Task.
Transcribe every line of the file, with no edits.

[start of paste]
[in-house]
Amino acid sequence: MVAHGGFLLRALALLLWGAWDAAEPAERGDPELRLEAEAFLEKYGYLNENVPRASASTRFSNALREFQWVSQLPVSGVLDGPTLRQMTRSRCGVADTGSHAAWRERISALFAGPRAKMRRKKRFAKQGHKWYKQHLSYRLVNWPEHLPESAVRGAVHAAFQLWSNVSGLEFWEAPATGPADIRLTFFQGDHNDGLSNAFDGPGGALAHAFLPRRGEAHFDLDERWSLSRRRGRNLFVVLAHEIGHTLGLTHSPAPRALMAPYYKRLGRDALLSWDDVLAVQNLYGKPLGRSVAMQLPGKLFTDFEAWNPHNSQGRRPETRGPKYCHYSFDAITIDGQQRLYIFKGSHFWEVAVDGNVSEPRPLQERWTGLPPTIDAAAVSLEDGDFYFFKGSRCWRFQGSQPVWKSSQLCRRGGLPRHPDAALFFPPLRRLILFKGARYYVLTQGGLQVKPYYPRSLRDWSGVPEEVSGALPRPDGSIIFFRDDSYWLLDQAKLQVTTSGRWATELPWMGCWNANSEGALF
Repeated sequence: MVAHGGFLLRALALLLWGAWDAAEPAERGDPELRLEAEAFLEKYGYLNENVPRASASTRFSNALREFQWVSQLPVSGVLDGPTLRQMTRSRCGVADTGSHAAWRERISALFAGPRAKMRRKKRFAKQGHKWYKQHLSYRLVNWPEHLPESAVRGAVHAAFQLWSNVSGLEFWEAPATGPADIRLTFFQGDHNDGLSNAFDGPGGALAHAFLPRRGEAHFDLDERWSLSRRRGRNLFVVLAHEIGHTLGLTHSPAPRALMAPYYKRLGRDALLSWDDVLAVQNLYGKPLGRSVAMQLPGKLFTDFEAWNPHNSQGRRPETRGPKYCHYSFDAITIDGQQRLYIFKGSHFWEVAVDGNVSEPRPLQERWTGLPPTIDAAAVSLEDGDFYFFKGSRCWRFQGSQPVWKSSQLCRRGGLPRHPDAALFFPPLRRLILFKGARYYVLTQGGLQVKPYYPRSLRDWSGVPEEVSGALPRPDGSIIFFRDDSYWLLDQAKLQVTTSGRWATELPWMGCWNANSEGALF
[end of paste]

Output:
[in-house]
Amino acid sequence: MVAHGGFLLRALALLLWGAWDAAEPAERGDPELRLEAEAFLEKYGYLNENVPRASASTRFSNALREFQWVSQLPVSGVLDGPTLRQMTRSRCGVADTGSHAAWRERISALFAGPRAKMRRKKRFAKQGHKWYKQHLSYRLVNWPEHLPESAVRGAVHAAFQLWSNVSGLEFWEAPATGPADIRLTFFQGDHNDGLSNAFDGPGGALAHAFLPRRGEAHFDLDERWSLSRRRGRNLFVVLAHEIGHTLGLTHSPAPRALMAPYYKRLGRDALLSWDDVLAVQNLYGKPLGRSVAMQLPGKLFTDFEAWNPHNSQGRRPETRGPKYCHYSFDAITIDGQQRLYIFKGSHFWEVAVDGNVSEPRPLQERWTGLPPTIDAAAVSLEDGDFYFFKGSRCWRFQGSQPVWKSSQLCRRGGLPRHPDAALFFPPLRRLILFKGARYYVLTQGGLQVKPYYPRSLRDWSGVPEEVSGALPRPDGSIIFFRDDSYWLLDQAKLQVTTSGRWATELPWMGCWNANSEGALF
Repeated sequence: MVAHGGFLLRALALLLWGAWDAAEPAERGDPELRLEAEAFLEKYGYLNENVPRASASTRFSNALREFQWVSQLPVSGVLDGPTLRQMTRSRCGVADTGSHAAWRERISALFAGPRAKMRRKKRFAKQGHKWYKQHLSYRLVNWPEHLPESAVRGAVHAAFQLWSNVSGLEFWEAPATGPADIRLTFFQGDHNDGLSNAFDGPGGALAHAFLPRRGEAHFDLDERWSLSRRRGRNLFVVLAHEIGHTLGLTHSPAPRALMAPYYKRLGRDALLSWDDVLAVQNLYGKPLGRSVAMQLPGKLFTDFEAWNPHNSQGRRPETRGPKYCHYSFDAITIDGQQRLYIFKGSHFWEVAVDGNVSEPRPLQERWTGLPPTIDAAAVSLEDGDFYFFKGSRCWRFQGSQPVWKSSQLCRRGGLPRHPDAALFFPPLRRLILFKGARYYVLTQGGLQVKPYYPRSLRDWSGVPEEVSGALPRPDGSIIFFRDDSYWLLDQAKLQVTTSGRWATELPWMGCWNANSEGALF